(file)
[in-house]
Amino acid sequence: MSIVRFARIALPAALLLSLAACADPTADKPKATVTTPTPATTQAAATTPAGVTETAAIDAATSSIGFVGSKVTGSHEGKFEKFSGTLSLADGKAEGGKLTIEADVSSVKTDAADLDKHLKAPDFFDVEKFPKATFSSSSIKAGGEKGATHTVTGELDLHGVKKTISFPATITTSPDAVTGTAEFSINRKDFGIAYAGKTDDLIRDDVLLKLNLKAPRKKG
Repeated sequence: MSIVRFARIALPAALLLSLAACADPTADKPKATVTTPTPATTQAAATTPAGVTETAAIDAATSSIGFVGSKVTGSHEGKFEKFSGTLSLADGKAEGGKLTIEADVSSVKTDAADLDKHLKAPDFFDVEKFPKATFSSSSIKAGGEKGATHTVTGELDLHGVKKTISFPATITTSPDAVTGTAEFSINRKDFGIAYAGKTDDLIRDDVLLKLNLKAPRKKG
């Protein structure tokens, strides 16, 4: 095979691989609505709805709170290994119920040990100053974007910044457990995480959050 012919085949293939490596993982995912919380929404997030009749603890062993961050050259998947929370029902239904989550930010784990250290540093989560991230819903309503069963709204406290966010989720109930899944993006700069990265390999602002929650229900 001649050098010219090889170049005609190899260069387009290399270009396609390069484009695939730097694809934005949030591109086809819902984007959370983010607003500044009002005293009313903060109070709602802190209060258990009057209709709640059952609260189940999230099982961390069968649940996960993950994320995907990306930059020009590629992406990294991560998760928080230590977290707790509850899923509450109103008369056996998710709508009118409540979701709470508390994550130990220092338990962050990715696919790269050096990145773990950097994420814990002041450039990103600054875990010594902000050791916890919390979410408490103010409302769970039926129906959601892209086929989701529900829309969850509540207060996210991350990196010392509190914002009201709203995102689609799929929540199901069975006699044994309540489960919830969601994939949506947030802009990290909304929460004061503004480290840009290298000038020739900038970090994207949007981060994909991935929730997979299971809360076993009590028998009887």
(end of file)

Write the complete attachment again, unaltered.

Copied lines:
[in-house]
Amino acid sequence: MSIVRFARIALPAALLLSLAACADPTADKPKATVTTPTPATTQAAATTPAGVTETAAIDAATSSIGFVGSKVTGSHEGKFEKFSGTLSLADGKAEGGKLTIEADVSSVKTDAADLDKHLKAPDFFDVEKFPKATFSSSSIKAGGEKGATHTVTGELDLHGVKKTISFPATITTSPDAVTGTAEFSINRKDFGIAYAGKTDDLIRDDVLLKLNLKAPRKKG
Repeated sequence: MSIVRFARIALPAALLLSLAACADPTADKPKATVTTPTPATTQAAATTPAGVTETAAIDAATSSIGFVGSKVTGSHEGKFEKFSGTLSLADGKAEGGKLTIEADVSSVKTDAADLDKHLKAPDFFDVEKFPKATFSSSSIKAGGEKGATHTVTGELDLHGVKKTISFPATITTSPDAVTGTAEFSINRKDFGIAYAGKTDDLIRDDVLLKLNLKAPRKKG
């Protein structure tokens, strides 16, 4: 095979691989609505709805709170290994119920040990100053974007910044457990995480959050 012919085949293939490596993982995912919380929404997030009749603890062993961050050259998947929370029902239904989550930010784990250290540093989560991230819903309503069963709204406290966010989720109930899944993006700069990265390999602002929650229900 001649050098010219090889170049005609190899260069387009290399270009396609390069484009695939730097694809934005949030591109086809819902984007959370983010607003500044009002005293009313903060109070709602802190209060258990009057209709709640059952609260189940999230099982961390069968649940996960993950994320995907990306930059020009590629992406990294991560998760928080230590977290707790509850899923509450109103008369056996998710709508009118409540979701709470508390994550130990220092338990962050990715696919790269050096990145773990950097994420814990002041450039990103600054875990010594902000050791916890919390979410408490103010409302769970039926129906959601892209086929989701529900829309969850509540207060996210991350990196010392509190914002009201709203995102689609799929929540199901069975006699044994309540489960919830969601994939949506947030802009990290909304929460004061503004480290840009290298000038020739900038970090994207949007981060994909991935929730997979299971809360076993009590028998009887």